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The Guide to Allyship

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The Guide to Allyship

An open source starter guide to help you become a more thoughtful and effective ally.

Guide to Allyship,

5 min read
4 take-aways
Audio & text

What's inside?

Be an ally - the right way!

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Editorial Rating



  • Applicable
  • Eye Opening
  • Concrete Examples


People who don’t experience discrimination on a regular basis themselves can be clumsy or uneasy around marginalized or discriminated members of society. For fear of doing or saying anything wrong, they often opt to do nothing. Yet people who suffer under systemic oppression welcome the support, says African American designer and entrepreneur Amélie Lamont. In an open source guide, she lays out how to stand up for people who suffer from discrimination – and invites others to add their best practices as well. Her recommendations are clear, actionable and highly useful for anybody working in diverse workplaces and communities.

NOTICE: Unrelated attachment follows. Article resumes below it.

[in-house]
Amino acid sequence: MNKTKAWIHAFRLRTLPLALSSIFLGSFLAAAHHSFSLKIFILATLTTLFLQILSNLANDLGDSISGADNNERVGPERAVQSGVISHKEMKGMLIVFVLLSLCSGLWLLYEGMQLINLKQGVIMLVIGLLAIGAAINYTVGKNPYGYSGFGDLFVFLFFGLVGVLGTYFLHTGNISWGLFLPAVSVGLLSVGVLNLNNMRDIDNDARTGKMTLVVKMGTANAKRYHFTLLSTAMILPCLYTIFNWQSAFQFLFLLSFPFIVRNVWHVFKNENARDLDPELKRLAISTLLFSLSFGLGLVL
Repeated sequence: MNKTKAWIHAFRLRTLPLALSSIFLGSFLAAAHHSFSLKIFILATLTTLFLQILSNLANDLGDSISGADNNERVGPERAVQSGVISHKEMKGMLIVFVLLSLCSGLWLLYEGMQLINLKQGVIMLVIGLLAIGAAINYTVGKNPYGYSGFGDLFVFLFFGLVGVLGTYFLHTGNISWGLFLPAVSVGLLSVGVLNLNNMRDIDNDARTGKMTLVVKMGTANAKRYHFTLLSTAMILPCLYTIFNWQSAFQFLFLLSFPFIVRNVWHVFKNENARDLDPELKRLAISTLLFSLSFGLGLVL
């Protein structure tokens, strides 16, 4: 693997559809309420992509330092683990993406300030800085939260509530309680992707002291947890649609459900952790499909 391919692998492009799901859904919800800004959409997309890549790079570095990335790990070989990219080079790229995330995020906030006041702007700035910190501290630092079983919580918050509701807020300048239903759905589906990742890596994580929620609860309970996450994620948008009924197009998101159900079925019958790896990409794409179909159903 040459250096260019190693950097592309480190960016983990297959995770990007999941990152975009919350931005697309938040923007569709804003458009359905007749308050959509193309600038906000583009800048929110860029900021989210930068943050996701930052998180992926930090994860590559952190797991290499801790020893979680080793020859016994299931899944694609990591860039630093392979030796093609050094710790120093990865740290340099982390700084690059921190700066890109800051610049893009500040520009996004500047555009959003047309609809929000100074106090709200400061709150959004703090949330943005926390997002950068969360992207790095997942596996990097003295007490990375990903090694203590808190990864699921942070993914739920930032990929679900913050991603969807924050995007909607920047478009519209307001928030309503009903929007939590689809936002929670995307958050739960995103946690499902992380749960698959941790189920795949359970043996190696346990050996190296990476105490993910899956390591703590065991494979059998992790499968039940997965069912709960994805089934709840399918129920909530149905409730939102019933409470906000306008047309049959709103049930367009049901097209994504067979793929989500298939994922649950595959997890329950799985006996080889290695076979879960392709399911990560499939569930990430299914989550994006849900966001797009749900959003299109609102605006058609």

Allies take on the cause of marginalized people even if they cannot fully understand their predicament. 

The term ally in a context of discrimination can be misleading: It can imply that people are joining a cause that doesn’t affect them directly. In fact, taking up the cause as your own is essential. Many people consider themselves allies to people who suffer from discrimination – but then hesitate to speak up when it matters. To be an ally means to be proactive. An ally commits to the cause of the oppressed and looks for ways to engage in the struggle for equality.

You don’t need to belong...

About the Author

Amélie Lamont is a Brooklyn-based digital designer and product strategist. 

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